Monthly Archives: January 2010


If you’ve ever struggled with setting up pass-through authentication using generated SSH keys, this article is for you.

Using SCP (secure copy) on a linux box ensures that your files will be transferred in an encrypted state, unlike FTP which sends data in clear text.  SCP file transfers are very useful when scripting automated processes like database backups – the backup can be run, compressed, and then immediately shipped over to a different server for storage.  The problem with scripting this connection between two servers is the fact that a password is required (hopefully!) on the remote server, and you don’t want your script to halt, waiting for a user to type in the password.  So, SCP pass-though authentication can be a solution.  The steps to setting it up go like this:

  1. Confirm that an identical user exists on both servers, using the same password.
  2. On the server SENDING the files using SCP, run the following to generate the key pair:  ssh-keygen -t rsa
  3. You’ll see the following:
    Enter file in which to save the key (/home/seth/.ssh/id_rsa):

    Just hit enter to save in the default directory.  Next you will see:

    Enter passphrase (empty for no passphrase):
    It is recommended that you enter a passphrase for additional security, but not required.
  4. After adding a passphrase (or skipping it) you may see a randomart image for the generated key, along with notification of the paths that your public and private key pair has been saved in.
  5. Now for the important parts.  Copy the public key file ( in the .ssh directory for Ubuntu) into the remote server’s .ssh directory (again, for Ubuntu).  You can use SCP to transfer the file.
  6. RENAME the public key file to authorized_keys (or append the contents of the public key file to authorized_keys if it already exists.  DO NOT copy and paste the text of the public key to the authorized_keys file. I have done this and wound up with invisible characters or something that wouldn’t allow pass-through authentication to work).
  7. That’s it.  No need to log off, the pass-through authentication should be working immediately.  Try a test by sending a file like this:  scp testfile.txt seths_server:/home/seth/.  You should see SCP doing its thing without asking for a password.

Whenever I’ve attempted to set this up in the past, I’ve always tried copying and pasting the public key, rather than appending it or renaming the file, and the result didn’t work.  If you have an existing authorized_keys file, use cat to append the new key to any existing contents in the file:  cat >> ~/.ssh/authorized_keys.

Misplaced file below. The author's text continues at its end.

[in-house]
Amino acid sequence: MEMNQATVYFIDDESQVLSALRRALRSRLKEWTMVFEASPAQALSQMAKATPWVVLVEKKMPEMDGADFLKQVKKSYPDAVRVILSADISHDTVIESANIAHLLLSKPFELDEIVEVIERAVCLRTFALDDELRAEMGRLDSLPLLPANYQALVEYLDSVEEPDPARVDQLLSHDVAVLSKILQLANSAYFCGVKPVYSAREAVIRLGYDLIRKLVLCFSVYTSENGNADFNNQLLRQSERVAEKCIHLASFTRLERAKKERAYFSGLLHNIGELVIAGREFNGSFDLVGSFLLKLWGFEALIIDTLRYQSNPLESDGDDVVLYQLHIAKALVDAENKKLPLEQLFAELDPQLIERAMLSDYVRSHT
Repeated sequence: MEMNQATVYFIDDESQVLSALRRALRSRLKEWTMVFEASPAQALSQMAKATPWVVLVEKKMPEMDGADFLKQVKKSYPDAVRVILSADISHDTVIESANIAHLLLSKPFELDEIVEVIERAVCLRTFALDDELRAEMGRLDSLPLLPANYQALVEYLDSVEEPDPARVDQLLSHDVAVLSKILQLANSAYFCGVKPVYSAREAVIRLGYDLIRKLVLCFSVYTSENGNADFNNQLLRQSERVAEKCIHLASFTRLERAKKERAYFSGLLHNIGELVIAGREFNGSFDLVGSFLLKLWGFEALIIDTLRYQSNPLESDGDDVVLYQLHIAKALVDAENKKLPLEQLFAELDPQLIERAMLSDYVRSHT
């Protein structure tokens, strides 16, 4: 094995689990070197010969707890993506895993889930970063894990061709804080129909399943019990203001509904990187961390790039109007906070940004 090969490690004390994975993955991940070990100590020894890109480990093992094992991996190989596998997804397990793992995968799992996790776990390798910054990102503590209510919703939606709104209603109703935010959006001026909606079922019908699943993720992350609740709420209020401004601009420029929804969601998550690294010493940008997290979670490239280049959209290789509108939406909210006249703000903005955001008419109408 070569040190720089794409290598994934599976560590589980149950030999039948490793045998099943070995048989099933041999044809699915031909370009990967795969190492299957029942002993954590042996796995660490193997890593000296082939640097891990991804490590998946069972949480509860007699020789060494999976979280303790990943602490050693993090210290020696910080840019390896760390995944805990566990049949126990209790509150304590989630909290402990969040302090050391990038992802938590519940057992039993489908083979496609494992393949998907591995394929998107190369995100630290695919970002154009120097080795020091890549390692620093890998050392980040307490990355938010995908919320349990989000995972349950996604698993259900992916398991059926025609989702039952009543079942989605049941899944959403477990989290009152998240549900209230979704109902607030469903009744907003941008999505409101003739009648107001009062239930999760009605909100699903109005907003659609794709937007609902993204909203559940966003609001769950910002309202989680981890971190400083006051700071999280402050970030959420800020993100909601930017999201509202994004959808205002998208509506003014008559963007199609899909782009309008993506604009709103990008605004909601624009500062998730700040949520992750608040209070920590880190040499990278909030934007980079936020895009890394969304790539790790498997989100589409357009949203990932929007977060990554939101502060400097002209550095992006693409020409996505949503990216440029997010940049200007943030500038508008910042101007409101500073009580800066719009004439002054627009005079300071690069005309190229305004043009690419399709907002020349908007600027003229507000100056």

While administering any system, be it MySQL, SQL Server, or web servers, I use some commands and procedures infrequently enough to forget the syntax. So, I use Google Docs to store my commands and statements – ‘snippets’ of code. This way, I have my tools immediately available wherever I have Internet access.  Note:  Google just implemented the capability of uploading ANY file, not just docs and spreadsheets.


I’m diving headfirst into MySQL administration lately, and one of the first tools I’ve learned to use frequently is mysqldump, and is it powerful! Mysqldump makes copying, backing up, and restoring databases and/or tables easier than any available tool in SQL Server. I’m going to focus on some database uses for this post, and save the table operations for a later date.

First, a simple backup of a database named ‘apptsol’ (from a linux command prompt):

mysqldump -uroot -pmypassword apptsol  > ./backups/apptsol_backup.sql

The apptsol_backup.sql file that’s created is a text file of actual MySQL statements! Drop table, create table, etc.

Now, a super-fast restore using the mysql command:

mysql -uroot -pmypassword apptsol < ./backups/apptsol_backup.sql

Checking the restored database reveals that I lost all of my stored procedures! To prevent this, use the –routines parameter in the mysqldump command to include the procs:

mysqldump -uroot -pmypassword –routines apptsol > ./backups/apptsol_backup.sql

I’m using MySQL replication on my servers, and periodically I want to manually reconfigure replication, as sometimes the servers get out of sync. I need to replace the slave’s copy of the apptsol database with the master’s copy. I could make a backup, tarball, gzip and scp it over to the slave, then restore it to the slave. Instead, I use a nice fast copy operation using mysqldump:

mysqldump –routines -umasterroot -pmasterpass apptsol | mysql -C -uslaveroot -pslavepass apptsol

SHAZZAM!  The database has been copied, with all stored procedures and triggers.


I’ve recently had an article published on on the subject of removing duplicates.  Check it out here!


In the overwhelming quest to become a knowledgeable SQL Server DBA, you may feel that there is so much to learn that you are collecting knowledge at breakneck speed in a jumbled fashion. I have experienced that, and have also had the sense that I am still lacking much in fundamental areas. In times like those, it’s nice to find solace in a structured overview of the essentials. I’d like to point anyone interested to Pinal Dave’s blog, and specifically to his series of SQL Server 2008 Interview Questions and Answers posts here. In a clear and systematic style, he runs through a comprehensive list of key SQL Server fundamentals that will add to your aggregation of SQL Server smarts. Hopefully, much of it will be a refresher, or, if you are a beginner, set you on course to obtain a solid foundation. Enjoy!

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